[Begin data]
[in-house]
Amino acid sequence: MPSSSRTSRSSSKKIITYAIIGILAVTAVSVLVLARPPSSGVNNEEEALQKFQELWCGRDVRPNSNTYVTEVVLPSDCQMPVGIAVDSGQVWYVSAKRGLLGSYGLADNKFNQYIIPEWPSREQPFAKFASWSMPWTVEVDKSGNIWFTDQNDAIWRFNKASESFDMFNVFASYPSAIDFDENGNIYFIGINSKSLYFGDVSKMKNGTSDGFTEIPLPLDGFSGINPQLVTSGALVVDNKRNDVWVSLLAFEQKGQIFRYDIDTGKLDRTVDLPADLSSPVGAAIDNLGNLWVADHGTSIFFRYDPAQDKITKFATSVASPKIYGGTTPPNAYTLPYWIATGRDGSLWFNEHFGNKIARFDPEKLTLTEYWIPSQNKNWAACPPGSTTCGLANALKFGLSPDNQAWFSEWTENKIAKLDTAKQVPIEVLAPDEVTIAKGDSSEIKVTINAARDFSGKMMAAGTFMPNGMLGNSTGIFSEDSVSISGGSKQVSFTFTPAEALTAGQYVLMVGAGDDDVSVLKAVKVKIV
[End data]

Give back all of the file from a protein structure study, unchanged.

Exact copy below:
[in-house]
Amino acid sequence: MPSSSRTSRSSSKKIITYAIIGILAVTAVSVLVLARPPSSGVNNEEEALQKFQELWCGRDVRPNSNTYVTEVVLPSDCQMPVGIAVDSGQVWYVSAKRGLLGSYGLADNKFNQYIIPEWPSREQPFAKFASWSMPWTVEVDKSGNIWFTDQNDAIWRFNKASESFDMFNVFASYPSAIDFDENGNIYFIGINSKSLYFGDVSKMKNGTSDGFTEIPLPLDGFSGINPQLVTSGALVVDNKRNDVWVSLLAFEQKGQIFRYDIDTGKLDRTVDLPADLSSPVGAAIDNLGNLWVADHGTSIFFRYDPAQDKITKFATSVASPKIYGGTTPPNAYTLPYWIATGRDGSLWFNEHFGNKIARFDPEKLTLTEYWIPSQNKNWAACPPGSTTCGLANALKFGLSPDNQAWFSEWTENKIAKLDTAKQVPIEVLAPDEVTIAKGDSSEIKVTINAARDFSGKMMAAGTFMPNGMLGNSTGIFSEDSVSISGGSKQVSFTFTPAEALTAGQYVLMVGAGDDDVSVLKAVKVKIV